Effective goal setting: 4 common mistakes to avoid when setting goals
Now is the ideal time for leaders to sit down to think about what they want their business to look like in a year’s time. Effective goal setting is not as simple as writing down large-scale objectives and hoping you achieve them.
Many people consequently make mistakes in this process, forgetting that goal setting is actually the first step in the process, to achieving desired goals. With this in mind, here are some of the most common mistakes that are easy to avoid with the right guidance:
Don’t forget your personal goals for effective goal setting
The goals you have for your business aren’t the only directives that should shape the months ahead. All too often, senior executives make a plan for the new year that doesn’t account for their own personal goals.
Most leaders spend the majority of their time working tirelessly on the company, to ensure it achieves greater value for shareholders or competes better in its particular market. It’s easy to neglect your personal investment in these goals, the impact on your life as well as that of the company. Answering the question of why, will help you to find a balance.
Misunderstanding your needs
Most of you will be familiar with Maslow’s hierarchy of needs, but how many of you are confident applying it to your everyday lives? As a leader, you need to be aware of how your position dictates your needs and shape your goals accordingly.
It’s almost a given that some of the lower levels of the pyramid such as physiological and safety needs will be taken care of, which means you can focus on more of the self-fulfilment needs that sit closer to the top. Achieving your potential through self-actualisation can really help you understand why you do what you do, and how you need to shape goals accordingly.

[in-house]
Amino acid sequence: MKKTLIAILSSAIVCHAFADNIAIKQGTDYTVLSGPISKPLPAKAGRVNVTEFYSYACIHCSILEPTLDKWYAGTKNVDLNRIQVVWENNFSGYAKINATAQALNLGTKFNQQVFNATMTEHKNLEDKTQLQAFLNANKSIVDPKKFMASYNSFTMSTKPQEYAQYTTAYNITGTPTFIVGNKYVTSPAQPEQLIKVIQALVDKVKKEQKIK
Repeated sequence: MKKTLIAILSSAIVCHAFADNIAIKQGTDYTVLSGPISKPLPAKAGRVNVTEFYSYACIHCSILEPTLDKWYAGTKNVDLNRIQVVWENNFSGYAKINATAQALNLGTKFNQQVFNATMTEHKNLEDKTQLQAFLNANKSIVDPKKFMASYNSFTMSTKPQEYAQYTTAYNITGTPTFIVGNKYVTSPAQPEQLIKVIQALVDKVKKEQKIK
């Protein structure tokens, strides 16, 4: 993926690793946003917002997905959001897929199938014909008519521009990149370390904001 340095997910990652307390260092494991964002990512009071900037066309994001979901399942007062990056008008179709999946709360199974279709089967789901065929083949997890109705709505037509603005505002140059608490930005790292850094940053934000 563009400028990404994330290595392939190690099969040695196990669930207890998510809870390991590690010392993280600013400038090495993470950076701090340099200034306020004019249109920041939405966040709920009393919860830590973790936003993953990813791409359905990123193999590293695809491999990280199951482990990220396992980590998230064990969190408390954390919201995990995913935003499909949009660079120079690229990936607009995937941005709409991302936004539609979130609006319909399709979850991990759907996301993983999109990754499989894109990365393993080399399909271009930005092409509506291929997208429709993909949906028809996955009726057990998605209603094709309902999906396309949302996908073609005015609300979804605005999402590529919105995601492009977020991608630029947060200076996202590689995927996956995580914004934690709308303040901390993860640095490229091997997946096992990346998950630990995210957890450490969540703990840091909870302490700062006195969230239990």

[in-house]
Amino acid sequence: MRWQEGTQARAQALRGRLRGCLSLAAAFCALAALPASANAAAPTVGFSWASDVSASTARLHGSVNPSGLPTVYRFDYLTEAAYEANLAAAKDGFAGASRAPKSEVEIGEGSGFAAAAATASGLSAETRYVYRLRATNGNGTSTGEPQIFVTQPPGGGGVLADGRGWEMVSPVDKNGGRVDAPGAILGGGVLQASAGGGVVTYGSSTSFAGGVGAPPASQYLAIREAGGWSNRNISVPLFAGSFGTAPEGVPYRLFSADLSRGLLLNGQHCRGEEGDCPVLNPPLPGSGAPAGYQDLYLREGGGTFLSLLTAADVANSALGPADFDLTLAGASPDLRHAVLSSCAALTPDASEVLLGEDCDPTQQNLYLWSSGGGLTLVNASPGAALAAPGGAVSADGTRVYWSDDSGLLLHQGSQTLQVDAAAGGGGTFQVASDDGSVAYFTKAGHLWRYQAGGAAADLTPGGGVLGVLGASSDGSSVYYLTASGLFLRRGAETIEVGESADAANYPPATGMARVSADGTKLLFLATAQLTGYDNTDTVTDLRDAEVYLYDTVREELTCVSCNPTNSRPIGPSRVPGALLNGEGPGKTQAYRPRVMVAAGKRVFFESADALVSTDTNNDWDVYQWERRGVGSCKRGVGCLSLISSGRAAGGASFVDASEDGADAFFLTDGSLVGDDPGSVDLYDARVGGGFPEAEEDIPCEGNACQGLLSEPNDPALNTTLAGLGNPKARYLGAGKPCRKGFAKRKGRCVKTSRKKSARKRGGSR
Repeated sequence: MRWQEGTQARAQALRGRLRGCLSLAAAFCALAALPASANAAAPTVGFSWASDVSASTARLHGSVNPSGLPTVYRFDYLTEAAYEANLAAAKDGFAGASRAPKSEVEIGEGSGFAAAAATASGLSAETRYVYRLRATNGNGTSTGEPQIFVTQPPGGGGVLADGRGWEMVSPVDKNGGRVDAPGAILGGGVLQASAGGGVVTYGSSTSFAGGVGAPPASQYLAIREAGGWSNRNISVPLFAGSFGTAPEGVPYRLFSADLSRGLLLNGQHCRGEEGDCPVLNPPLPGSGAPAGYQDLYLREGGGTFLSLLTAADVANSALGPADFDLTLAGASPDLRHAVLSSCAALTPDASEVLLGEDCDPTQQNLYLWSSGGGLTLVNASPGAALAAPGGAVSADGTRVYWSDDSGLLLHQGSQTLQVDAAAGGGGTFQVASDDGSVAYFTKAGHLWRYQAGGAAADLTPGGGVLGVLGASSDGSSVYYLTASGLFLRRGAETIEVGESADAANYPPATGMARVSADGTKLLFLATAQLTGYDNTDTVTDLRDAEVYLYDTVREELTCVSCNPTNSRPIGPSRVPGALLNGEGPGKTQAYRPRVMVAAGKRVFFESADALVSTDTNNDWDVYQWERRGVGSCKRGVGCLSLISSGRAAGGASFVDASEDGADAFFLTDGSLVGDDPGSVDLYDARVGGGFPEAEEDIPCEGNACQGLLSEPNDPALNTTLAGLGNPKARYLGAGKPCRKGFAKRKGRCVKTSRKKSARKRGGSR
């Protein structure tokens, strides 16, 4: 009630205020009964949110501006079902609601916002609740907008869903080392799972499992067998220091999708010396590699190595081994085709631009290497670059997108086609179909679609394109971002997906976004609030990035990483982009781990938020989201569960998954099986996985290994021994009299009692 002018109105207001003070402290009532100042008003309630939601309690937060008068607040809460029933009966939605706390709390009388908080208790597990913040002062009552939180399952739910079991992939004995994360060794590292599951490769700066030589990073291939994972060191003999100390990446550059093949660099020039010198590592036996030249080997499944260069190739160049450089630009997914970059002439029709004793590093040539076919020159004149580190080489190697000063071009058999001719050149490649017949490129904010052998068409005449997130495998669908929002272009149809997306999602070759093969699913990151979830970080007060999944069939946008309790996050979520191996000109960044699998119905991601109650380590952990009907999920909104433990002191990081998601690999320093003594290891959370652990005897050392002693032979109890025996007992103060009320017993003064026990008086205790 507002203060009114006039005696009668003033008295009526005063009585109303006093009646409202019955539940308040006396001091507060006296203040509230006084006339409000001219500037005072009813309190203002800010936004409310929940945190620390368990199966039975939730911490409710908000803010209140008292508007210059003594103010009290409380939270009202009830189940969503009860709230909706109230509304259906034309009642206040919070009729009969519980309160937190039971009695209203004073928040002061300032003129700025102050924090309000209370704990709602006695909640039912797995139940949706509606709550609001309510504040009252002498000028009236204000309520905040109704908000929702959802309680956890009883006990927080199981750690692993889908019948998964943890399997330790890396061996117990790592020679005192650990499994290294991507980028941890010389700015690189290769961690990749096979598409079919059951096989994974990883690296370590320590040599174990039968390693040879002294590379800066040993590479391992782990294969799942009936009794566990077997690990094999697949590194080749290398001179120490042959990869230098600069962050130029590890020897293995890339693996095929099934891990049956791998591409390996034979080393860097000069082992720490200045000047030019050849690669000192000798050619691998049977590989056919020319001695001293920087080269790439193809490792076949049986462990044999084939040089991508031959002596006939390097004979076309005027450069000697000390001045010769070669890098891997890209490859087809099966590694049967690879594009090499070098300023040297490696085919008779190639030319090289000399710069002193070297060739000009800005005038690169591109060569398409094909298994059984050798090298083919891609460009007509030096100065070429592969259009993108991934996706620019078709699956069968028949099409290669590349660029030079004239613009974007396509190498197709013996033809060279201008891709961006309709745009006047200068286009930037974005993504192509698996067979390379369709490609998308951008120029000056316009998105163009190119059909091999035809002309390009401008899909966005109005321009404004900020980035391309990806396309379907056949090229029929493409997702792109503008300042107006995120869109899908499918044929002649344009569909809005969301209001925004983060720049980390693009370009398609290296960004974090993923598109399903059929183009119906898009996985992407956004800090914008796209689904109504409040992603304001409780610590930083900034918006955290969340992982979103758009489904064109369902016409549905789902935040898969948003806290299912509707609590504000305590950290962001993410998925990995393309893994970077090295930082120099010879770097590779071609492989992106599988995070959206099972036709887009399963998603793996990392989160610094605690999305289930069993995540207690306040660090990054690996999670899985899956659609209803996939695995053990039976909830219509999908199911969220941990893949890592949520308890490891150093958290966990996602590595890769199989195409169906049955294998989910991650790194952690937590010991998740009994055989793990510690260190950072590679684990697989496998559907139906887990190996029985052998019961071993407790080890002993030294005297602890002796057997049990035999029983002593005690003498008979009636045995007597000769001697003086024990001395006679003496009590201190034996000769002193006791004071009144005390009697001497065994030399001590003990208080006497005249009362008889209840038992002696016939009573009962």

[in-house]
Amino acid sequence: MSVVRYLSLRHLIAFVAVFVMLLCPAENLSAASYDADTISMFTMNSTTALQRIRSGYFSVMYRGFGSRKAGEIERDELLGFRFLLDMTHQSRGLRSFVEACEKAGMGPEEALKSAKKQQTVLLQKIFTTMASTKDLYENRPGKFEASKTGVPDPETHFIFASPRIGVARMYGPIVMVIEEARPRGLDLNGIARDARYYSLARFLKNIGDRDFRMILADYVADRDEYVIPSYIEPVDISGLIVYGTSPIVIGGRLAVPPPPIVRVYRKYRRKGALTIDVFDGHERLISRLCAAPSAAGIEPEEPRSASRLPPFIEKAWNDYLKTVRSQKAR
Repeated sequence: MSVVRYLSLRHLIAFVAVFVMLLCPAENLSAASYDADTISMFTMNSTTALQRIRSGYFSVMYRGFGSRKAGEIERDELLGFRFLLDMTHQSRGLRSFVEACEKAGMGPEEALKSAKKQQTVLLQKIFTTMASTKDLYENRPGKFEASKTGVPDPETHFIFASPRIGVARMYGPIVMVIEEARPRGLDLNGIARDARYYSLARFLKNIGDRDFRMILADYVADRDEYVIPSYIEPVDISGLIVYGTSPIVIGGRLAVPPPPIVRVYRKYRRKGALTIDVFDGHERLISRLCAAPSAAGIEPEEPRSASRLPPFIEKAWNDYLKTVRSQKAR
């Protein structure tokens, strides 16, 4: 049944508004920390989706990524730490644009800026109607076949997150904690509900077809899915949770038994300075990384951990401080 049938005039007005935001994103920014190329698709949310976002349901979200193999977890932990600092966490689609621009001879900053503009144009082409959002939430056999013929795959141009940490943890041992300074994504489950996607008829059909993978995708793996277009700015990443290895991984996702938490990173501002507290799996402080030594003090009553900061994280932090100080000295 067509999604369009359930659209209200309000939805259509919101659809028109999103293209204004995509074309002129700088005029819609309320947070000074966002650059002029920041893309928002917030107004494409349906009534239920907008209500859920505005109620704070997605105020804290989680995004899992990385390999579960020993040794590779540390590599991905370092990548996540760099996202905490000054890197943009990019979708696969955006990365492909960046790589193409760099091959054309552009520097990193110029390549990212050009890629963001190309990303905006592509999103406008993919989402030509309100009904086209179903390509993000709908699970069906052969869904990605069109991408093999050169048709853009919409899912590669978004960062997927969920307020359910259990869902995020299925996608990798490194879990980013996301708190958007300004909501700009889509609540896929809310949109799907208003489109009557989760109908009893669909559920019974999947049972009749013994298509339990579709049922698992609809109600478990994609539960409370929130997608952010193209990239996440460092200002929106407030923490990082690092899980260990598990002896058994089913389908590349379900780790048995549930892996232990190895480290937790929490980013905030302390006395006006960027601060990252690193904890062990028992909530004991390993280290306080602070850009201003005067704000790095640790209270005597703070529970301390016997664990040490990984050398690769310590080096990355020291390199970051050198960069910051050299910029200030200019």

These are not just your goals
Take the time to talk through your goals. Whether it’s your spouse, your children or other family members, talk through your ideas for the future. As these people may be just as affected by your decisions as you and have an invested interest.
For your personal goals, it can be as simple as regular date nights for you and your partner, or as grand as meeting savings goals and travelling more. The point is that it builds on that personal element mentioned above, and helps to build that why that links your objectives with that of the business.
For your business goals, you may want to find a mentor or business advisor to talk through your goals.
Forgetting to be accountable
The other positive that stems from bringing family into the goal-setting process is that they can help you stay accountable. It’s not just you ticking off a list by yourself, it’s important people in your life asking ‘how are we going with our goals?’. This is especially important with regards to personal goals, as these people add just a bit of extra motivation and ensure your progress is being tracked.
It’s not just family that can keep you on your toes either. Sharing personal goals with a peer group or mentor, means you have yet another audience that isn’t afraid to ask you tough questions about your achievements as the year progresses. Maybe the friendly pressure of a surprise interrogation every now and again will result in the motivation you need to keep on track with your goals.
Overall it easier to set up goals that are achievable and to follow through on your promises by creating personal connections and genuine measures of accountability as the first step.
By: TEC Chair, CEO mentor and coach Ian Neal